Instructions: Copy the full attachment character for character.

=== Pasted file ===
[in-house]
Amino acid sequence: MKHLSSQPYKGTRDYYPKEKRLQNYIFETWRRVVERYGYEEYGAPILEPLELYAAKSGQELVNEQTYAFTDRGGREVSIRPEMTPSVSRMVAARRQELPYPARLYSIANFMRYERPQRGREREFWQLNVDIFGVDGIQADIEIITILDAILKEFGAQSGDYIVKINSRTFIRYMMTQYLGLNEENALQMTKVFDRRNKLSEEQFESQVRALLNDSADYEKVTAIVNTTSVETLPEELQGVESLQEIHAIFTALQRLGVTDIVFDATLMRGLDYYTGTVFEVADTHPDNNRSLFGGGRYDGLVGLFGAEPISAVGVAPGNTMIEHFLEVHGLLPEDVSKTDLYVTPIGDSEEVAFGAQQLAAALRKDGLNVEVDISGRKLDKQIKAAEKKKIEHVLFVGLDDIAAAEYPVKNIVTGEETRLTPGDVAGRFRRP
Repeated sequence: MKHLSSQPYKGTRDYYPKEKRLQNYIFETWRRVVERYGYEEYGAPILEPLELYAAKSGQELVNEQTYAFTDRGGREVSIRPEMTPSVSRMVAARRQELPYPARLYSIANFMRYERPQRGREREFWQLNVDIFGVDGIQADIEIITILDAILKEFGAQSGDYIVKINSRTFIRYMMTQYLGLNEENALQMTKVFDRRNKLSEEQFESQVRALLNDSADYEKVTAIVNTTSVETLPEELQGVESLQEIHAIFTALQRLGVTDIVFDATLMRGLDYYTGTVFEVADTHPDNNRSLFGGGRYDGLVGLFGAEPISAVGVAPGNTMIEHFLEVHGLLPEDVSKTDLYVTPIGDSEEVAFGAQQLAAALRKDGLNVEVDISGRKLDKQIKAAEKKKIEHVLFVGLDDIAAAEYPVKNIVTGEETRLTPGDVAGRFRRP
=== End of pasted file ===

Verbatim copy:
[in-house]
Amino acid sequence: MKHLSSQPYKGTRDYYPKEKRLQNYIFETWRRVVERYGYEEYGAPILEPLELYAAKSGQELVNEQTYAFTDRGGREVSIRPEMTPSVSRMVAARRQELPYPARLYSIANFMRYERPQRGREREFWQLNVDIFGVDGIQADIEIITILDAILKEFGAQSGDYIVKINSRTFIRYMMTQYLGLNEENALQMTKVFDRRNKLSEEQFESQVRALLNDSADYEKVTAIVNTTSVETLPEELQGVESLQEIHAIFTALQRLGVTDIVFDATLMRGLDYYTGTVFEVADTHPDNNRSLFGGGRYDGLVGLFGAEPISAVGVAPGNTMIEHFLEVHGLLPEDVSKTDLYVTPIGDSEEVAFGAQQLAAALRKDGLNVEVDISGRKLDKQIKAAEKKKIEHVLFVGLDDIAAAEYPVKNIVTGEETRLTPGDVAGRFRRP
Repeated sequence: MKHLSSQPYKGTRDYYPKEKRLQNYIFETWRRVVERYGYEEYGAPILEPLELYAAKSGQELVNEQTYAFTDRGGREVSIRPEMTPSVSRMVAARRQELPYPARLYSIANFMRYERPQRGREREFWQLNVDIFGVDGIQADIEIITILDAILKEFGAQSGDYIVKINSRTFIRYMMTQYLGLNEENALQMTKVFDRRNKLSEEQFESQVRALLNDSADYEKVTAIVNTTSVETLPEELQGVESLQEIHAIFTALQRLGVTDIVFDATLMRGLDYYTGTVFEVADTHPDNNRSLFGGGRYDGLVGLFGAEPISAVGVAPGNTMIEHFLEVHGLLPEDVSKTDLYVTPIGDSEEVAFGAQQLAAALRKDGLNVEVDISGRKLDKQIKAAEKKKIEHVLFVGLDDIAAAEYPVKNIVTGEETRLTPGDVAGRFRRP